Gee, for a lot of purported wood butchers, you guys sure seem ready to turn your backs on it! ;)
Hardie makes various types of fiber cement siding. Their stucco board fooled my stucco guy at first. It comes in 4x8, 4x9 and 4x10 sheets, goes up quickly and takes paint beautifully (hangs on to the paint beautifully, too). You'll have to deal with the seams between panels, which isn't a big deal. I usually just cover them with some 3 1/2" wide pieces of Hardie soffit material, nailed and construction adhesive. If it's a deluxe job, I'll use the soffit material to make patterns out of the battens and give it a half-timbered look.
R
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Yes, we've looked at Hardie siding. It's a serious contender for the stucco "infill" portion of the project skin, but we'd still like to have real wood for the major surfaces if budget and maintenance allow.
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snipped-for-privacy@gmail.com says...

Cypress is about as durable and rot-resistant as any wood I know of. Good luck finding some really good stuff and get out your checkbook!
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snipped-for-privacy@gmail.com wrote:

i still think cedar is your best bet. in spite of what a previous poster said, , it will not turn black, unless water splashes on it and is in a damp environment. it will eventually weather to a beautiful silver grey. take a look at some cedar shake roofs. they don't turn black.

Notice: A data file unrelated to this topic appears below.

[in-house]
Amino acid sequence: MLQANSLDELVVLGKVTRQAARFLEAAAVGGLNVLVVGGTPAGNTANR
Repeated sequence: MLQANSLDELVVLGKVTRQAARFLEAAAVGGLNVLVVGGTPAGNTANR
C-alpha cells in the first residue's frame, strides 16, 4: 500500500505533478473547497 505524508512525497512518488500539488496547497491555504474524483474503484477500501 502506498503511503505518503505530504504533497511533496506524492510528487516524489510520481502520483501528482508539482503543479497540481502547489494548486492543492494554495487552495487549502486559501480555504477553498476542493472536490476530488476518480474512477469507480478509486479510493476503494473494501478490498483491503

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You mean, like when it rains?

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no, like when it splashes on the siding below an eave on the north side of the house. like i said, do cedar shake roofs turn black?
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I occasionally teach seminars on green building-- I'm a college prof --and given the OPs desire for a "sustainable" building I wouldn't recommend any of the wood options being discussed. Wood just doesn't make sense in green applications like this unless it's locally sourced AND from a sustainably managed forest or reclaimed stock. I'd also recommend a fiber cement product; I'm partial to the Certainteed "weatherboard" product myself, which is available pre-finished. There are some issues with the embodied energy and CO2 impacts of concrete in general, but a product of this nature will last 50 years and won't require nearly the maintenance of cedar.
FWIW, Certainteed makes a "stucco" product in sheets, as well as a very nice looking board-and-batten design as well as traditional lap siding.
-kiwanda